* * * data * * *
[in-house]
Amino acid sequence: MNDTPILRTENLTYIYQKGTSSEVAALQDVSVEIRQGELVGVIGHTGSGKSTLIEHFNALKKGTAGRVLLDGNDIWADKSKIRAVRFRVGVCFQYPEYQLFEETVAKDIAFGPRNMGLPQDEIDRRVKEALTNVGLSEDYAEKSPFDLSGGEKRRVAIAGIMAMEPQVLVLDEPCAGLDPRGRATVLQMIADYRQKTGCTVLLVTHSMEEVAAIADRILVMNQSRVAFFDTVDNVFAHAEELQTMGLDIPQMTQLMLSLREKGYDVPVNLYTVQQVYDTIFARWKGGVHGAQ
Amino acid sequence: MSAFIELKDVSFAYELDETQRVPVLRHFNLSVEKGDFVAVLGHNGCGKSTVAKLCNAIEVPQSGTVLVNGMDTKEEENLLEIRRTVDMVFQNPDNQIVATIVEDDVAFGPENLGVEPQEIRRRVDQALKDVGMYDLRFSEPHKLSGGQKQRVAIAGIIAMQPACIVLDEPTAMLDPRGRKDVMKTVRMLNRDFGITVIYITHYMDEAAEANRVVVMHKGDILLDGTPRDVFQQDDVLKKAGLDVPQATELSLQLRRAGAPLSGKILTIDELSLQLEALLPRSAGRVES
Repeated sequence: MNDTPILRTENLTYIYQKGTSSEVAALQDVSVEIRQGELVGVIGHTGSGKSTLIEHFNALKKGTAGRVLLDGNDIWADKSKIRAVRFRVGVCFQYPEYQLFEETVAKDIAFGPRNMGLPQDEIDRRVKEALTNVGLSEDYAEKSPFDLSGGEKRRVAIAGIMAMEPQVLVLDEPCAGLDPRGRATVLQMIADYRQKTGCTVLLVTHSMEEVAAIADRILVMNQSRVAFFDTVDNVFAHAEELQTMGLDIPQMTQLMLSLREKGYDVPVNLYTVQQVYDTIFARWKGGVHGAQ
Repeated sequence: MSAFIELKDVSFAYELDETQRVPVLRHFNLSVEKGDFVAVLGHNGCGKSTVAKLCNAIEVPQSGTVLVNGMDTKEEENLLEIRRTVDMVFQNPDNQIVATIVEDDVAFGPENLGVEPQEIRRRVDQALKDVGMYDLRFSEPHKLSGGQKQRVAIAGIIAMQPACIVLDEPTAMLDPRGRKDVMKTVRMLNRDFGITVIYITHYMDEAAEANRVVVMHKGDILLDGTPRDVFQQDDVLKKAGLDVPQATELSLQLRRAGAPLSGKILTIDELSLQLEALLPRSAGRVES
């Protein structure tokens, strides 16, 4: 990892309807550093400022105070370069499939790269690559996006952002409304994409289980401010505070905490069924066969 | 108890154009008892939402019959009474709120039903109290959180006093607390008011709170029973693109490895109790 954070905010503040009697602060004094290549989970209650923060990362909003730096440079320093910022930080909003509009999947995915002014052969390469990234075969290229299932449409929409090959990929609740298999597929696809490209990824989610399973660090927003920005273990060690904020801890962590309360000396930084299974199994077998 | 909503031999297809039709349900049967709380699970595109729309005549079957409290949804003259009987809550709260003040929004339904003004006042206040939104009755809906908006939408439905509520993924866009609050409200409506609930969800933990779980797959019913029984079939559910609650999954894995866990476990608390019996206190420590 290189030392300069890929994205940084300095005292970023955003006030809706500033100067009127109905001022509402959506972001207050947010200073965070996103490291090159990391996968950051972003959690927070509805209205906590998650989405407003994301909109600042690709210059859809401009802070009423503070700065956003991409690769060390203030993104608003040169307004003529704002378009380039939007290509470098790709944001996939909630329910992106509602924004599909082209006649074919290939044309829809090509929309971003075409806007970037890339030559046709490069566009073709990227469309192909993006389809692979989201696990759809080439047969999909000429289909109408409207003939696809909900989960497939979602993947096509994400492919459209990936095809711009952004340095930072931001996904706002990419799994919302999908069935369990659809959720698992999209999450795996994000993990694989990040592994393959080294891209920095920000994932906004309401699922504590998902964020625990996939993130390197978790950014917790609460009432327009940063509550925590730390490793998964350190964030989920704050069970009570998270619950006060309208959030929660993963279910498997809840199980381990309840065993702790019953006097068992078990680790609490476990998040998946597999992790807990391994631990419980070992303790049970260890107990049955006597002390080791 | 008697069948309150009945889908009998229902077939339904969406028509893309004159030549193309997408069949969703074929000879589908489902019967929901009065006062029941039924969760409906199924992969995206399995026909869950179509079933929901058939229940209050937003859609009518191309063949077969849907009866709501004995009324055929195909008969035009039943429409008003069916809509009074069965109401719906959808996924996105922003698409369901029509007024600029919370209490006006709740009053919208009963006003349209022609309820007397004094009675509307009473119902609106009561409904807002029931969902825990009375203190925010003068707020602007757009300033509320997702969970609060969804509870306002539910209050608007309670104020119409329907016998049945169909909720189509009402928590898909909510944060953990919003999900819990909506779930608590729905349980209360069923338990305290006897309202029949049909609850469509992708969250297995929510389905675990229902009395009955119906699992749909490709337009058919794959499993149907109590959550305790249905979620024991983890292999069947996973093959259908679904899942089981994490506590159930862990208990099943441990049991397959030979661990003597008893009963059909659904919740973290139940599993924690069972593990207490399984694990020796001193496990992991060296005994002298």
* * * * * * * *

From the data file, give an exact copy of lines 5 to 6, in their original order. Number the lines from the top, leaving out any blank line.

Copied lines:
Repeated sequence: MSAFIELKDVSFAYELDETQRVPVLRHFNLSVEKGDFVAVLGHNGCGKSTVAKLCNAIEVPQSGTVLVNGMDTKEEENLLEIRRTVDMVFQNPDNQIVATIVEDDVAFGPENLGVEPQEIRRRVDQALKDVGMYDLRFSEPHKLSGGQKQRVAIAGIIAMQPACIVLDEPTAMLDPRGRKDVMKTVRMLNRDFGITVIYITHYMDEAAEANRVVVMHKGDILLDGTPRDVFQQDDVLKKAGLDVPQATELSLQLRRAGAPLSGKILTIDELSLQLEALLPRSAGRVES
């Protein structure tokens, strides 16, 4: 990892309807550093400022105070370069499939790269690559996006952002409304994409289980401010505070905490069924066969 | 108890154009008892939402019959009474709120039903109290959180006093607390008011709170029973693109490895109790 954070905010503040009697602060004094290549989970209650923060990362909003730096440079320093910022930080909003509009999947995915002014052969390469990234075969290229299932449409929409090959990929609740298999597929696809490209990824989610399973660090927003920005273990060690904020801890962590309360000396930084299974199994077998 | 909503031999297809039709349900049967709380699970595109729309005549079957409290949804003259009987809550709260003040929004339904003004006042206040939104009755809906908006939408439905509520993924866009609050409200409506609930969800933990779980797959019913029984079939559910609650999954894995866990476990608390019996206190420590 290189030392300069890929994205940084300095005292970023955003006030809706500033100067009127109905001022509402959506972001207050947010200073965070996103490291090159990391996968950051972003959690927070509805209205906590998650989405407003994301909109600042690709210059859809401009802070009423503070700065956003991409690769060390203030993104608003040169307004003529704002378009380039939007290509470098790709944001996939909630329910992106509602924004599909082209006649074919290939044309829809090509929309971003075409806007970037890339030559046709490069566009073709990227469309192909993006389809692979989201696990759809080439047969999909000429289909109408409207003939696809909900989960497939979602993947096509994400492919459209990936095809711009952004340095930072931001996904706002990419799994919302999908069935369990659809959720698992999209999450795996994000993990694989990040592994393959080294891209920095920000994932906004309401699922504590998902964020625990996939993130390197978790950014917790609460009432327009940063509550925590730390490793998964350190964030989920704050069970009570998270619950006060309208959030929660993963279910498997809840199980381990309840065993702790019953006097068992078990680790609490476990998040998946597999992790807990391994631990419980070992303790049970260890107990049955006597002390080791 | 008697069948309150009945889908009998229902077939339904969406028509893309004159030549193309997408069949969703074929000879589908489902019967929901009065006062029941039924969760409906199924992969995206399995026909869950179509079933929901058939229940209050937003859609009518191309063949077969849907009866709501004995009324055929195909008969035009039943429409008003069916809509009074069965109401719906959808996924996105922003698409369901029509007024600029919370209490006006709740009053919208009963006003349209022609309820007397004094009675509307009473119902609106009561409904807002029931969902825990009375203190925010003068707020602007757009300033509320997702969970609060969804509870306002539910209050608007309670104020119409329907016998049945169909909720189509009402928590898909909510944060953990919003999900819990909506779930608590729905349980209360069923338990305290006897309202029949049909609850469509992708969250297995929510389905675990229902009395009955119906699992749909490709337009058919794959499993149907109590959550305790249905979620024991983890292999069947996973093959259908679904899942089981994490506590159930862990208990099943441990049991397959030979661990003597008893009963059909659904919740973290139940599993924690069972593990207490399984694990020796001193496990992991060296005994002298």